Pittsburgh council delays plan to help naysayers like bike lanes more

Councilwoman Theresa Kail-Smith said the proposal she introduced was not meant to be “adversarial.”

The protected bike lanes on Penn Avenue.

The protected bike lanes on Penn Avenue.

Paul Sableman / Flickr
Sarah Anne Hughes

Updated 1:20 p.m.

Take two.

On Wednesday, Pittsburgh City Council tabled a bill that would create an advisory board on bike lane infrastructure with plans to take it up again next week after it’s reworked.

Councilwoman Theresa Kail-Smith said the proposal she introduced was not meant to be “adversarial.”

“We are getting a lot of complaints regarding bike infrastructure,” she said. “If we were doing such a fantastic job, we wouldn’t have the volume of complaints that we are receiving across the city of Pittsburgh.”

She added that many council members support bike lanes but that concerns from residents, motorists, business owners and cyclists can’t be ignored.

As currently drafted, the committee’s duties would include creating “clear guidelines for both the process of developing bike lanes and design guidelines;” holding a public meeting 90 days before bike lanes are installed in the affected community; and meeting with council members at least 120 days before the lanes are installed.

Its members would include the director of the new Mobility and Infrastructure department, the city’s bike-pedestrian coordinator, a rep from the City-County Task Force on Disabilities, a rep from Bike Pittsburgh, the director of the Parking Authority or a designee and a “representative of the business community.”

Eric Boerer, advocacy director for Bike Pittsburgh, said the group supports the formation of bike advisory committees, but not as presented in the original bill.

“We think that there’s a real opportunity to come together with council on basing this committee on national best practices,” he said.

The best committees, Boerer said, work toward a goal and serve as a guiding force rather than “review every single detail of every project.”

In a paper on best practices, the League of American Bicyclists writes that cyclist and pedestrian advisory committees should ideally:

  • “Act as a check for elected officials and agency staff  
  • Expect presentations and chances to give input to agency staff on major projects (e.g. bridges, street repaving, comprehensive plan)  
  • Provide constructive guidance on bicycle and pedestrian issues  
  • Ensure residents have an opportunity to give input and receive a response”

And should avoid:

  • “Endorsing candidates or any political involvement (members can act as individuals, but cannot represent the BPAC)  
  • Narrowly focusing on members’ pet causes  
  • Losing sight of the big picture — adding bicycle and pedestrian facilities to a bridge is more important than a bicycle map update”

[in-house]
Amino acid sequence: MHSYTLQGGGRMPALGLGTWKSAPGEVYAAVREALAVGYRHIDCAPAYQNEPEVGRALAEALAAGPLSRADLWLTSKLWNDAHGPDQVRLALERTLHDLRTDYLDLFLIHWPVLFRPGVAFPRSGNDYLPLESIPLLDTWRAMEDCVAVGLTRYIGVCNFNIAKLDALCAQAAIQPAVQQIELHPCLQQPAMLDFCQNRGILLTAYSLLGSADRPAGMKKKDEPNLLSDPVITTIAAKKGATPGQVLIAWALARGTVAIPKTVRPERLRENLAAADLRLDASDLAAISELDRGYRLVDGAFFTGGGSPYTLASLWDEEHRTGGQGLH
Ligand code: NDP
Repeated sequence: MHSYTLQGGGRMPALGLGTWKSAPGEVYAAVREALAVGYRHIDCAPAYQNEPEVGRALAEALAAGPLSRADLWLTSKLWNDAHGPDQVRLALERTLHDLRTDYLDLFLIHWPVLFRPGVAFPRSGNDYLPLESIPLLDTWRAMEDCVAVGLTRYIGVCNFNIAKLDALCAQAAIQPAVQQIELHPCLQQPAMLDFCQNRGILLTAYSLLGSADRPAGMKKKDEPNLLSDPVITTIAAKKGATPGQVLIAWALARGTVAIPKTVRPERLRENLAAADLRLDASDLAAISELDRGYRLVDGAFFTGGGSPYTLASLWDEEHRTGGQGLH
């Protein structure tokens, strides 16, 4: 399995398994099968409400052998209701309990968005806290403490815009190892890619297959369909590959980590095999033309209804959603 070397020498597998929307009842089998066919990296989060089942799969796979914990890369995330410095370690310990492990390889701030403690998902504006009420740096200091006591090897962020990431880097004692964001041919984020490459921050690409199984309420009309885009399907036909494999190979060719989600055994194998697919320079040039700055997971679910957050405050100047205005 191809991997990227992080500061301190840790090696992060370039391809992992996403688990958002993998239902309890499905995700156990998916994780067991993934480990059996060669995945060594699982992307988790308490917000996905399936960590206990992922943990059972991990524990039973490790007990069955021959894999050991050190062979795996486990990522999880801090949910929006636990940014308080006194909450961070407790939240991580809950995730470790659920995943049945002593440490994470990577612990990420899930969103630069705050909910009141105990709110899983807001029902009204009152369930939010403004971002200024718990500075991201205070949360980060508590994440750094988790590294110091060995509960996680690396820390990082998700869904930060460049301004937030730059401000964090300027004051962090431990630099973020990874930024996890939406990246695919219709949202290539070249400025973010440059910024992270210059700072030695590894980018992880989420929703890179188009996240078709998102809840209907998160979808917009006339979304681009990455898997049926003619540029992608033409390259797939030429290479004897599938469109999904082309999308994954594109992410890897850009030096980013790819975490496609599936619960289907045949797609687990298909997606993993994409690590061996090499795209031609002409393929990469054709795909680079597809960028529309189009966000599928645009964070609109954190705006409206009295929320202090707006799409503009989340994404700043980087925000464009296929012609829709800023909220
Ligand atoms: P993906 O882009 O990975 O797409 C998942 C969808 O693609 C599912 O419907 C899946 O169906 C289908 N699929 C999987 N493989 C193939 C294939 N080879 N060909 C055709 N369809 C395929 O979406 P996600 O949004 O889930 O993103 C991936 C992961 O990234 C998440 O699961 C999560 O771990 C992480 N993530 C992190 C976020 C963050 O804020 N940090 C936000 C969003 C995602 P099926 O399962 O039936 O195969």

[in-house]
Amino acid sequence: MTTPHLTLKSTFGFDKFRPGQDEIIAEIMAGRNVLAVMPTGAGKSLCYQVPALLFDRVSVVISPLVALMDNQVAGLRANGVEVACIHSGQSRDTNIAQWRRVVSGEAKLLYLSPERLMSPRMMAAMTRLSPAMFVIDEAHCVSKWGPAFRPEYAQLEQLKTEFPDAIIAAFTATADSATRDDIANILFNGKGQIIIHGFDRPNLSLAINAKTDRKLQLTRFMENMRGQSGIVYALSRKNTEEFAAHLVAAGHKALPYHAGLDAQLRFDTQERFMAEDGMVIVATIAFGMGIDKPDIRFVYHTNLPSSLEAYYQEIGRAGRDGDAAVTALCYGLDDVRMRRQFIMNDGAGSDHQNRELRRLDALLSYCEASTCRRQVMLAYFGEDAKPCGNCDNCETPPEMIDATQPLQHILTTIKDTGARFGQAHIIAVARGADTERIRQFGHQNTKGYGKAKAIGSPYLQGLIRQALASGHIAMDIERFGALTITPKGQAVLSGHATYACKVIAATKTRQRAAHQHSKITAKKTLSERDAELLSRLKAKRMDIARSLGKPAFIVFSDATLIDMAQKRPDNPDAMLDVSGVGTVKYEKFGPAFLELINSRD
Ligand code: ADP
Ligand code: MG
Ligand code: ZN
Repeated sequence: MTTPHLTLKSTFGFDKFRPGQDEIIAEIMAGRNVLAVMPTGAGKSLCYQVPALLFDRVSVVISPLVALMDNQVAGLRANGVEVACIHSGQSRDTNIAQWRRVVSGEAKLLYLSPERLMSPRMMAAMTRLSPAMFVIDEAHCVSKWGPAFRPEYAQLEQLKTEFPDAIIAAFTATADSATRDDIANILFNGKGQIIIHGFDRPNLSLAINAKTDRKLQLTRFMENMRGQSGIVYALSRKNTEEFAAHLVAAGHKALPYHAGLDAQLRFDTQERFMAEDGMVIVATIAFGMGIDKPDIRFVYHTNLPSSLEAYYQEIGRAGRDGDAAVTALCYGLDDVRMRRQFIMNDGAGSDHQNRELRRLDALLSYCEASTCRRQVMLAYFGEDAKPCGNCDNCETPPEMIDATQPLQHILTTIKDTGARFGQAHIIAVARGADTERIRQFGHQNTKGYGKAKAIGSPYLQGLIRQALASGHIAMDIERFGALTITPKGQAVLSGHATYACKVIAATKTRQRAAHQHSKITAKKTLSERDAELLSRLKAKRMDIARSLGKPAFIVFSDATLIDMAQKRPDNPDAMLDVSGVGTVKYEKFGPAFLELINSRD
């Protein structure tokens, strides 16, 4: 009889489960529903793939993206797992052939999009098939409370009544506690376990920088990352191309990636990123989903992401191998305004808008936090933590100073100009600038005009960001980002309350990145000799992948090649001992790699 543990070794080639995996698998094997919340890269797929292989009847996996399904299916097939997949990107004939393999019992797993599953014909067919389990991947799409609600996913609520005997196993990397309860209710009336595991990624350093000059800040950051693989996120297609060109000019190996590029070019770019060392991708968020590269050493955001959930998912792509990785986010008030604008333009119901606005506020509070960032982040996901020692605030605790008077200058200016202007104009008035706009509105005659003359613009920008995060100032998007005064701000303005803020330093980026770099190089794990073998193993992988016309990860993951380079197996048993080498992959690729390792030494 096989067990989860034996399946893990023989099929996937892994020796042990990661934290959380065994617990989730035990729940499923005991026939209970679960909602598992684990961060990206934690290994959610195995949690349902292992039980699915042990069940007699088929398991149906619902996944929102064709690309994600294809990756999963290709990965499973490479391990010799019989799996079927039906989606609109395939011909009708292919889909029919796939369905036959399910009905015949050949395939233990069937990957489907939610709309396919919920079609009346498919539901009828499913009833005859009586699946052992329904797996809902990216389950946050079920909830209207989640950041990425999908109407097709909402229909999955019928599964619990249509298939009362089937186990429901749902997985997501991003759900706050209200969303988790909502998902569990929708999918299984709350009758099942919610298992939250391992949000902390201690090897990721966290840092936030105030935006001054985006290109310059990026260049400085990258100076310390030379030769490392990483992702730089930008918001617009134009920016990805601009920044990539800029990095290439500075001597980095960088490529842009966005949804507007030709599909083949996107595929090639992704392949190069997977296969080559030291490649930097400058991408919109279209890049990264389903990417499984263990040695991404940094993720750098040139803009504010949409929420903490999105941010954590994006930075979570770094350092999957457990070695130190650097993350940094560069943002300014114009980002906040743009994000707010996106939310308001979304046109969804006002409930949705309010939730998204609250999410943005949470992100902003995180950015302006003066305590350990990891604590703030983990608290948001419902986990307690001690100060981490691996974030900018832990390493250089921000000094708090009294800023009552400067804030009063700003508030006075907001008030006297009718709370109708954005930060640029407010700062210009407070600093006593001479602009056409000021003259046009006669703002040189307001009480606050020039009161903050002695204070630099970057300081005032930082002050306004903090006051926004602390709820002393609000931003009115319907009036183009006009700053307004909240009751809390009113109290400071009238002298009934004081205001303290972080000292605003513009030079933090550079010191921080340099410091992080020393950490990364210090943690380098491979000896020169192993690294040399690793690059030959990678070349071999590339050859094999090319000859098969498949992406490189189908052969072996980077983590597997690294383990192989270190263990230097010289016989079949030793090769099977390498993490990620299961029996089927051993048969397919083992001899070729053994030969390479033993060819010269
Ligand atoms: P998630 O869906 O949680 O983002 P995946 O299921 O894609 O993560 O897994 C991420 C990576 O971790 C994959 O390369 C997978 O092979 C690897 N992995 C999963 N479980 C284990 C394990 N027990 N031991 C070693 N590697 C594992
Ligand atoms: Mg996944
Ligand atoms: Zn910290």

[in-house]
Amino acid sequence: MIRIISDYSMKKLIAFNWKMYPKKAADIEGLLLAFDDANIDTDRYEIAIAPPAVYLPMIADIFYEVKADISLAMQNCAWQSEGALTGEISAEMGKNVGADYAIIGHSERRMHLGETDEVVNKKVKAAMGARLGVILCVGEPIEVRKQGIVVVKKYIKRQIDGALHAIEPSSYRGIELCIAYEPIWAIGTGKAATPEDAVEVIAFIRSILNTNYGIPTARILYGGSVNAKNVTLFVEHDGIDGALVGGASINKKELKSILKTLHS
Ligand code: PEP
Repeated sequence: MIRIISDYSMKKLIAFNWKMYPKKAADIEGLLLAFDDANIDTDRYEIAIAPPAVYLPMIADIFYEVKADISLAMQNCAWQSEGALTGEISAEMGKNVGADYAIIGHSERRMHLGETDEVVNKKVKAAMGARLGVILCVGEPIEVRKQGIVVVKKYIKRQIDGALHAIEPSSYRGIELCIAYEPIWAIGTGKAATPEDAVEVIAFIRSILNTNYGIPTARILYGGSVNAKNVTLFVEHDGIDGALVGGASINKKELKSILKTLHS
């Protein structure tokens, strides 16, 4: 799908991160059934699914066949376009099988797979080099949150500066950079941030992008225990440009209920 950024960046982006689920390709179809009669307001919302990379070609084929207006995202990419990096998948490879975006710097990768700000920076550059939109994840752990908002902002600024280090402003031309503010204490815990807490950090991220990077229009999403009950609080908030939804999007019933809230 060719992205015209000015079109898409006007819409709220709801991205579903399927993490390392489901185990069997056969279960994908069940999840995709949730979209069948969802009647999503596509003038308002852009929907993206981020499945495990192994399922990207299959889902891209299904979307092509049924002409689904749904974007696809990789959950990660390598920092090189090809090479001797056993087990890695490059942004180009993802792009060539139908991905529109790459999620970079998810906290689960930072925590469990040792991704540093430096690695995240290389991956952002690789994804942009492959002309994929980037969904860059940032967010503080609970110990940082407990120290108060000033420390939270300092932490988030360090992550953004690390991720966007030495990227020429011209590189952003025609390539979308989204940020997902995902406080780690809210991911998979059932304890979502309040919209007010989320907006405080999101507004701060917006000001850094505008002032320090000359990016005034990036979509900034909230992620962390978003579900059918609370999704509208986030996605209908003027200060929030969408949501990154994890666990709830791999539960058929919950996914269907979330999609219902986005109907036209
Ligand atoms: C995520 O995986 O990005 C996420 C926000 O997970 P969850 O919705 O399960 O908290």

The members of the committee should “represent different geographic areas, organizations and agencies, and types of bicyclists and pedestrians,” the league wrote.

Bike Pittsburgh also expressed concerns about redundancy between a bike lane advisory committee and the Complete Streets advisory committee City Planning is in the midst of forming. The latter committee is tasked with working on design standards, for example, which the bike lane advisory committee would also do, as drafted.

Beyond local issues, Kail-Smith said the committee could also work on an impending change to the state’s code. Through her chief of staff, the councilwoman later clarified that she was speaking about the bicycle chapter in PennDOT’s design manual.

“If Pittsburgh wants a voice in this, we should have our committee in place,” she said, adding that Philadelphia is already working “on their program and their policy.”

She continued that the state said it is “likely … to implement Pittsburgh and Philadelphia’s suggestions” and that “essentially the city of Pittsburgh and Philly would write the code.”

Rich Kirkpatrick, a spokesperson for PennDOT, wrote in an email that the agency “is working to update the bicycle chapter in its design manual with the goal of giving PennDOT designers better options to accommodate bicyclists. This could include pavement markings.”

When asked if Pittsburgh would have an opportunity to weigh in, he responded, “We are working on details of outreach.”

The City of Pittsburgh is also working on a citywide bike plan, and its final draft is due for release. The last plan was written in 1999, Boerer said, and there’s “very little we haven’t accomplished.”

Kristin Saunders, the city’s bike and pedestrian coordinator, said the department expects movement on the plan in the first quarter of 2017 “with a plan for public outreach [and] feedback before publication [and] adoption in the spring.”

Ideally, a bike advisory committee would work to make sure that the plan is implemented, Boerer said.

“We really need [the plan] to move the whole bike program forward,” he said.